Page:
Russell Phillips, MD, Brings His Expertise in Primary Care to Integration Efforts

August 31, 2020
Russell Phillips, MD, headshot

Russell Phillips, MD, is the William Applebaum Professor of Medicine at Harvard Medical School, as well as a professor of Global Health and Social Medicine. Phillips is also the director of Harvard Medical School’s Center for Primary Care. A graduate of MIT and Stanford Medical School (BIDMC), Phillips did his residency in internal medicine at Beth Israel Deaconess Medical Center, followed by a fellowship in General Medicine and Primary Care.

After becoming interested in the quality of patient care, Phillips began work on a national study aimed at improving care for seriously ill patients, and a study funded by the Agency for Healthcare Research and Quality (AHRQ) on the quality of care for Asian Americans. Phillips eventually became the director of the research program in the Division of General Medicine at BIDMC and led the Harvard Fellowship Program in General Medicine, even starting a new fellowship program on the investigation of complementary and integrative therapies. In 2002, Phillips became division chief of the Division of General Medicine at BIDMC. In 2012, he transitioned to the role of director at the Center for Primary Care at Harvard Medical School (HMS), where he met Dr. Bruce Donoff, DMD67, MD73, and first became interested in oral health integration into primary care.

At the Center for Primary Care, Phillips works on a variety of research programs, serves as co-principal investigator on a grant funded by AHRQ, leads programs on financing innovations in primary care, and is involved in different programs centered around education, innovation, and entrepreneurship, and practice transformation. Phillips has published more than 250 manuscripts with nearly 40,000 citations.

How long have you been collaborating with the Initiative to Integrate Oral Health and Medicine and the Center for Integration of Primary Care and Oral Health (CIPCOH)?

I started working on integration shortly after becoming the director of the Center for Primary Care at Harvard Medical School in 2002. I was introduced to it through former HSDM dean, Dr. Bruce Donoff, DMD67, MD73, who was an ardent proponent of both primary care and integration, and I was interested in innovation in primary care. I saw integration of oral health as a way to address equity in oral health, and to improve the value proposition of both primary care and oral health. When the Health Resources and Services Administration (HRSA) created the opportunity to apply as an Academic Unit focusing on oral health integration, I joined with Drs. Christine Reidy and Hugh Silk to apply for funding for what would become the Center for Integration of Primary Care and Oral Health (CIPCOH), which was funded and is now in its fifth year.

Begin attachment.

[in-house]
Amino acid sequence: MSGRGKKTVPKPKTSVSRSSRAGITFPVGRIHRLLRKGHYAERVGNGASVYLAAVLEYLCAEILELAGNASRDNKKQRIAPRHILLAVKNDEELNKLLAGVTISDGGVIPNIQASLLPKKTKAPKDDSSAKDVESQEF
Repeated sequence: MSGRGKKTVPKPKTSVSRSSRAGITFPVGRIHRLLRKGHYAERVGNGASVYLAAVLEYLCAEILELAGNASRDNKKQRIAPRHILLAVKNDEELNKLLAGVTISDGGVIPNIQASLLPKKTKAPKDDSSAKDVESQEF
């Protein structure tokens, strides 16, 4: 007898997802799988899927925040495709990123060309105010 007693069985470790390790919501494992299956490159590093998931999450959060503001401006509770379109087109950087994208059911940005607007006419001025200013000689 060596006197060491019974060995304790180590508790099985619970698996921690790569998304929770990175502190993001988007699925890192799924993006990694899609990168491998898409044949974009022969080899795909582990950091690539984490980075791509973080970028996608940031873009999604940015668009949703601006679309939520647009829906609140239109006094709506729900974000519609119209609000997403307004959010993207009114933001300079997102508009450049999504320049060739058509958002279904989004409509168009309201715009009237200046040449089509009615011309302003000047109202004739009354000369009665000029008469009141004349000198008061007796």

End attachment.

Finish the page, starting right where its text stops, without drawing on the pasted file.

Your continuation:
You are the director of Harvard Medical School’s Center for Primary Care. Can you talk about how the Center’s goals align with those of the Initiative and CIPCOH?

We focus on education, innovation, and practice redesign, so integration of primary care and oral health is very aligned with the goals of the Center. In fact, in addition to CIPCOH, we have a grant called Advancing Teams in Community Health Program where we work with community health centers in Massachusetts to improve care, and some of the community health centers work on oral health integration. I have also collaborated with investigators at the Harvard School of Dental Medicine (HSDM) to show that after an initial investment, primary care practices can make money if they offer oral health services, in addition to improving the quality of care they provide to their patients.

You recently authored an article in Health Affairs titled, “Primary Care Practice Finances in the United States Amid The COVID-19 Pandemic.” Can you summarize the impact that COVID-19 has had on primary care practices around the country, and whether the pandemic will have a long-term effect on patient care and the cost associated with it?